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Low-income housing lacking in Centerville
by BY JENNIFFER WARDELL
Jan 12, 2013 | 831 views | 0 0 comments | 5 5 recommendations | email to a friend | print

CENTERVILLE –  If you make less than $35,750 a year, you may have trouble finding a place to live in Centerville. 

A recent, voluntary evaluation by the Centerville Planning Commission showed that the city’s stock of multi-family housing is below the state average.   Multi-family units, which include apartment buildings, are often seen as low-income housing. 

Since the city’s stock of townhomes and duplexes is higher than the state average, it still met the required levels for moderate income housing. In Davis County, a moderate income is $57,200 a year. 

“We’ve met the state’s expectations on moderate-income housing, but that doesn’t mean we should stick our heads in the sand,” said Centerville Community Development Director Cory Snyder. “We need to remember there are people below that level.” 

The commission chose to evaluate the city based on Envision Utah’s suggested percentages for open market housing. According to a 2002 report by Envision Utah, a city is meeting balanced housing demands if 60 percent of residences are single-family homes, 14 percent are townhomes and duplexes, and 26 percent are multi-family units.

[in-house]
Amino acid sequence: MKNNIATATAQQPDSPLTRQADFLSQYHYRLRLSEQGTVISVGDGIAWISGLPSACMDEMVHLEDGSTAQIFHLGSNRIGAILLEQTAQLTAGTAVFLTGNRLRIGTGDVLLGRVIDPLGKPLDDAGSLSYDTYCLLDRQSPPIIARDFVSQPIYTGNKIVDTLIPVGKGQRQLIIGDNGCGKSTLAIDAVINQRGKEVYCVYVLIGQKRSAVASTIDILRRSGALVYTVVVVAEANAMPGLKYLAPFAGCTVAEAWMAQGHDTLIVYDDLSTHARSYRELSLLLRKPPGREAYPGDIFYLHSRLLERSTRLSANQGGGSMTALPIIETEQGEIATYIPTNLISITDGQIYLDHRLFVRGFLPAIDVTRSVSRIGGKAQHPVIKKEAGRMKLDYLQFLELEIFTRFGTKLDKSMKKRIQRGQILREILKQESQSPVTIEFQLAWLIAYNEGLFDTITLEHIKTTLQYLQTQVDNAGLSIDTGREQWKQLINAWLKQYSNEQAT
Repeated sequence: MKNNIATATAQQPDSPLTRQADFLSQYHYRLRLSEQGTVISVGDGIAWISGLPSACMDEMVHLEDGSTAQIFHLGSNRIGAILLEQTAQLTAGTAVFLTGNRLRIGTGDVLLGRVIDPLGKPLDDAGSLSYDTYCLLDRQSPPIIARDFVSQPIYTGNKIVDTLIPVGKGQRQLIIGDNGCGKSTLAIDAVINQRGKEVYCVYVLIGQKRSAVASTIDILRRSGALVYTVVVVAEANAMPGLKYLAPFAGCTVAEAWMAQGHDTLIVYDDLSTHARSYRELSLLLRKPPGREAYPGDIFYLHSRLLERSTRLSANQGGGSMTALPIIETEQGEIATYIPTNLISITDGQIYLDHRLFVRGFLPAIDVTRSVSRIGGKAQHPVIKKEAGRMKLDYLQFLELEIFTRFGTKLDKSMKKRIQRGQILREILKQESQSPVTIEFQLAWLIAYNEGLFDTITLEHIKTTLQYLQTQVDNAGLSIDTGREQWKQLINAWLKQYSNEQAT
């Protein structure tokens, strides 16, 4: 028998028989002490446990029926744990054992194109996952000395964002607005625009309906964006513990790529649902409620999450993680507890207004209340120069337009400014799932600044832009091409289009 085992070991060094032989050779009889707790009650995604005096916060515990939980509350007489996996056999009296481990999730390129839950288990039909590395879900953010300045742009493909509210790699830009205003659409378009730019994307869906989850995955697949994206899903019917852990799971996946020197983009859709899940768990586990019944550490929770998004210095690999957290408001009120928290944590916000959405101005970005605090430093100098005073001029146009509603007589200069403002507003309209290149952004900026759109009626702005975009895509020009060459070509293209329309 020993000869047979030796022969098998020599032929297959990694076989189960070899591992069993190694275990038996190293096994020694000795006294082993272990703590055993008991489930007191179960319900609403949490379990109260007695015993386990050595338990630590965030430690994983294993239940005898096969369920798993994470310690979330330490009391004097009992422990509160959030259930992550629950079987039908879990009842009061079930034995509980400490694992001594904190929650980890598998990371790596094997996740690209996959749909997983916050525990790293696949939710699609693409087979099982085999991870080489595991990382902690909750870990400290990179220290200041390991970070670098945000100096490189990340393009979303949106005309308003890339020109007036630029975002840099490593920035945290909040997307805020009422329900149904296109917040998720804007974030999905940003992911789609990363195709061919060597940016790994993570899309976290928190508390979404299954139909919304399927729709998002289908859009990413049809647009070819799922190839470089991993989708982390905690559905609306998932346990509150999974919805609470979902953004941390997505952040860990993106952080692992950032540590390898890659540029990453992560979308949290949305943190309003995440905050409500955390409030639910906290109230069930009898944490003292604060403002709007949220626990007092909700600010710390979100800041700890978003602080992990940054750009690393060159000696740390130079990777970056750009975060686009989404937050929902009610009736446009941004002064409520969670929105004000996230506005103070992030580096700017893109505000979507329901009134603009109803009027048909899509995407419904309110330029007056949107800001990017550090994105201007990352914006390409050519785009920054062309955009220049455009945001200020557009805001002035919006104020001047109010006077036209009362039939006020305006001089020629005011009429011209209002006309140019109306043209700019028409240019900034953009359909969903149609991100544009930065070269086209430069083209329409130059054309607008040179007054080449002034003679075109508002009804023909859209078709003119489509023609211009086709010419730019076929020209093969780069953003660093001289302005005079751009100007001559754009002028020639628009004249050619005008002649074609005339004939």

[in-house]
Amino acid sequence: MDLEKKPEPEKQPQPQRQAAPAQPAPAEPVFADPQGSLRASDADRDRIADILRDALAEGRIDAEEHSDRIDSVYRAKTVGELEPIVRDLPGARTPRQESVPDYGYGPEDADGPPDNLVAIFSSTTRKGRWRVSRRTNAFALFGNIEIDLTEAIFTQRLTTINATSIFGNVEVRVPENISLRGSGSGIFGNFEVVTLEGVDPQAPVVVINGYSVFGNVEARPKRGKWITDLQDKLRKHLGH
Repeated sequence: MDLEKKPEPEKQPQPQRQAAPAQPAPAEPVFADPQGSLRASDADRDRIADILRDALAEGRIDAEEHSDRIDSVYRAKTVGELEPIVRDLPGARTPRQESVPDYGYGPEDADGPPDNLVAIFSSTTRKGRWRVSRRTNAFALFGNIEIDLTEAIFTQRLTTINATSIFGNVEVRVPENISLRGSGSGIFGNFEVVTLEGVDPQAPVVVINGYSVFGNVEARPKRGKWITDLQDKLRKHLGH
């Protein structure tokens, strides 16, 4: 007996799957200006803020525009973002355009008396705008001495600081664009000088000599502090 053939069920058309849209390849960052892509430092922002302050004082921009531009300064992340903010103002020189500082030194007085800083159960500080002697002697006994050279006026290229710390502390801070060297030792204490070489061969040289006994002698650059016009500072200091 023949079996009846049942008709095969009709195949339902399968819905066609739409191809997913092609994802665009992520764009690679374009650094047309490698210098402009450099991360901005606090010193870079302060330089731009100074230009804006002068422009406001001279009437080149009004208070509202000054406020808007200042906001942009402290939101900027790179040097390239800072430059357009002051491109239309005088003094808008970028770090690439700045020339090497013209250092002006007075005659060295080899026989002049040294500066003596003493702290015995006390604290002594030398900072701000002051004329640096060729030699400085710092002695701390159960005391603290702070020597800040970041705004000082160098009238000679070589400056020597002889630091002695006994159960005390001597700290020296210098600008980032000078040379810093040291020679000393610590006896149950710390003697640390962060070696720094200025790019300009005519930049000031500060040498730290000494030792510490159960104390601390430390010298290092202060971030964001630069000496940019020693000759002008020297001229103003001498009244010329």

That same report said that the average Utah city’s mix is 77 percent single-family homes, 14 percent townhouses and 9 percent apartments.

According to the most recent figures, Centerville is made up of 73 percent single-family houses, 19 percent duplexes and townhomes and 8 percent multi-family units.

The evaluation came as part of a review of the city’s moderate income housing plan. Moderate income housing is defined as being affordable for residents making 80 percent of the county’s median gross income. The average Davis County income is $71,500.

According to the report, someone with that income should be able to afford a home that costs $175,000-$200,000, depending on the type of loan. Approximately 49 percent of the city’s housing supply falls into that range.  Given current city policies, that number is expected to stay proportionate over the next five years. 

“We didn’t need to make any adjustments,” said Snyder. 

There are no specific state regulations saying how cities need to encourage housing in this price range. Instead, the state says that cities can’t discourage such housing through zoning or other means. 

“It was basically the state’s response to small cities who were moving to mandatory one-acre zoning,” said Snyder. “On that size a property, the house cost is going to be substantially higher.” 

When it comes to low-income housing, however, the situation gets complicated. Though multi-family housing is included in projects such as Centerville’s recent Legacy Crossing development, residents have historically been opposed to apartments in the city. A high-density housing element suggested by the city council was nixed after negative public response in 2010. 

“We don’t need high density or apartments on Main Street,” said Centerville resident Marjean Steed during that public comment period. “We don’t need people telling us what kind of homes we can live in. If they don’t like it, they can move.”

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